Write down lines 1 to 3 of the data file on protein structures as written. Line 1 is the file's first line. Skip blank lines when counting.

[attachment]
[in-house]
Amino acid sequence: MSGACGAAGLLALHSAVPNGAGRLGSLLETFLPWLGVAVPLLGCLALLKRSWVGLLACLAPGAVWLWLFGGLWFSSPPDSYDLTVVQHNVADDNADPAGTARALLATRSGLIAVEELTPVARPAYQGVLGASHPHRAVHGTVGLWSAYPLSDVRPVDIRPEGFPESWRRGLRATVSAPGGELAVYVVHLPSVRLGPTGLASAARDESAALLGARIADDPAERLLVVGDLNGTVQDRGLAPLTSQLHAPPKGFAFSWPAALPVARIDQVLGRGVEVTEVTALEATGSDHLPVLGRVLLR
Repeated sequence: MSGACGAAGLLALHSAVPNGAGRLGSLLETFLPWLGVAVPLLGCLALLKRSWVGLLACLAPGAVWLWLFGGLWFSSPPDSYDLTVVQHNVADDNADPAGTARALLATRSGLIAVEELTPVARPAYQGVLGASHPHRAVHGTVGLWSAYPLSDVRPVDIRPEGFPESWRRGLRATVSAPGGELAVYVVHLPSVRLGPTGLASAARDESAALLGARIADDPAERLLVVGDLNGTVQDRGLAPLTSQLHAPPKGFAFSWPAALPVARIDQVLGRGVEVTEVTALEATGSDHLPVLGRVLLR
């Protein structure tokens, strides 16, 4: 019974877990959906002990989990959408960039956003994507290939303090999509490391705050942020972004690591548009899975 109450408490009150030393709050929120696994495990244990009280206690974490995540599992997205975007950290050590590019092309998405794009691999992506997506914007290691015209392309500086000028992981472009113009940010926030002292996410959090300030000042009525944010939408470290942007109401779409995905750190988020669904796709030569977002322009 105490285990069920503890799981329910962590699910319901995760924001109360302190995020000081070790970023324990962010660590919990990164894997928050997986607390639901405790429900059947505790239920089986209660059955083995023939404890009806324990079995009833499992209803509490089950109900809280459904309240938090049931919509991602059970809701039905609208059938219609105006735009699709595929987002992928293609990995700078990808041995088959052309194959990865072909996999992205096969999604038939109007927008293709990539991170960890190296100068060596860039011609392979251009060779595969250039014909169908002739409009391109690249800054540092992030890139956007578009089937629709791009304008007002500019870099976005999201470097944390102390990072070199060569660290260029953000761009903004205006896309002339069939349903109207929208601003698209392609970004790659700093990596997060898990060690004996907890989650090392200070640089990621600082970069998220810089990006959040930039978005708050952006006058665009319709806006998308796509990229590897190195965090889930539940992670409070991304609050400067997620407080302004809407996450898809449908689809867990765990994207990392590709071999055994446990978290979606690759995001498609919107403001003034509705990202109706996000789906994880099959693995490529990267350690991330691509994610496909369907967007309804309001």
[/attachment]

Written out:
[in-house]
Amino acid sequence: MSGACGAAGLLALHSAVPNGAGRLGSLLETFLPWLGVAVPLLGCLALLKRSWVGLLACLAPGAVWLWLFGGLWFSSPPDSYDLTVVQHNVADDNADPAGTARALLATRSGLIAVEELTPVARPAYQGVLGASHPHRAVHGTVGLWSAYPLSDVRPVDIRPEGFPESWRRGLRATVSAPGGELAVYVVHLPSVRLGPTGLASAARDESAALLGARIADDPAERLLVVGDLNGTVQDRGLAPLTSQLHAPPKGFAFSWPAALPVARIDQVLGRGVEVTEVTALEATGSDHLPVLGRVLLR
Repeated sequence: MSGACGAAGLLALHSAVPNGAGRLGSLLETFLPWLGVAVPLLGCLALLKRSWVGLLACLAPGAVWLWLFGGLWFSSPPDSYDLTVVQHNVADDNADPAGTARALLATRSGLIAVEELTPVARPAYQGVLGASHPHRAVHGTVGLWSAYPLSDVRPVDIRPEGFPESWRRGLRATVSAPGGELAVYVVHLPSVRLGPTGLASAARDESAALLGARIADDPAERLLVVGDLNGTVQDRGLAPLTSQLHAPPKGFAFSWPAALPVARIDQVLGRGVEVTEVTALEATGSDHLPVLGRVLLR